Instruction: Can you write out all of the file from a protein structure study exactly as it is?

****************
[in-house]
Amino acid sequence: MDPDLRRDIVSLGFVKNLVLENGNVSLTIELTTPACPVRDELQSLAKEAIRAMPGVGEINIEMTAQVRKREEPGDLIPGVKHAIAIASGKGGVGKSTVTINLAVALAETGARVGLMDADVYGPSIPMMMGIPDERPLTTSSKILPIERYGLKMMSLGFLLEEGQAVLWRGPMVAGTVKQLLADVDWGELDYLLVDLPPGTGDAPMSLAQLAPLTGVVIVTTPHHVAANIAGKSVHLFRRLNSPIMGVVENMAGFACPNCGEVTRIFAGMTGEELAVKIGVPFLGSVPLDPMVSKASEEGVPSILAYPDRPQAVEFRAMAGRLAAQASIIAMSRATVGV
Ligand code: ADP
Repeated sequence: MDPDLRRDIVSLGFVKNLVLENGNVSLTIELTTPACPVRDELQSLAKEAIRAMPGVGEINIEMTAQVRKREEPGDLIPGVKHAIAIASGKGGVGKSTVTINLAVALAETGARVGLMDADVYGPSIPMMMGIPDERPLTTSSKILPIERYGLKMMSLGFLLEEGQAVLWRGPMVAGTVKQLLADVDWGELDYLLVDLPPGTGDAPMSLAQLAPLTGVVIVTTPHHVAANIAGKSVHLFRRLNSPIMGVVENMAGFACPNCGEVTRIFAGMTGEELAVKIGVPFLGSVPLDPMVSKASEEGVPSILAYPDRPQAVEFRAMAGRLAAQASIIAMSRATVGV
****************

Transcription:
[in-house]
Amino acid sequence: MDPDLRRDIVSLGFVKNLVLENGNVSLTIELTTPACPVRDELQSLAKEAIRAMPGVGEINIEMTAQVRKREEPGDLIPGVKHAIAIASGKGGVGKSTVTINLAVALAETGARVGLMDADVYGPSIPMMMGIPDERPLTTSSKILPIERYGLKMMSLGFLLEEGQAVLWRGPMVAGTVKQLLADVDWGELDYLLVDLPPGTGDAPMSLAQLAPLTGVVIVTTPHHVAANIAGKSVHLFRRLNSPIMGVVENMAGFACPNCGEVTRIFAGMTGEELAVKIGVPFLGSVPLDPMVSKASEEGVPSILAYPDRPQAVEFRAMAGRLAAQASIIAMSRATVGV
Ligand code: ADP
Repeated sequence: MDPDLRRDIVSLGFVKNLVLENGNVSLTIELTTPACPVRDELQSLAKEAIRAMPGVGEINIEMTAQVRKREEPGDLIPGVKHAIAIASGKGGVGKSTVTINLAVALAETGARVGLMDADVYGPSIPMMMGIPDERPLTTSSKILPIERYGLKMMSLGFLLEEGQAVLWRGPMVAGTVKQLLADVDWGELDYLLVDLPPGTGDAPMSLAQLAPLTGVVIVTTPHHVAANIAGKSVHLFRRLNSPIMGVVENMAGFACPNCGEVTRIFAGMTGEELAVKIGVPFLGSVPLDPMVSKASEEGVPSILAYPDRPQAVEFRAMAGRLAAQASIIAMSRATVGV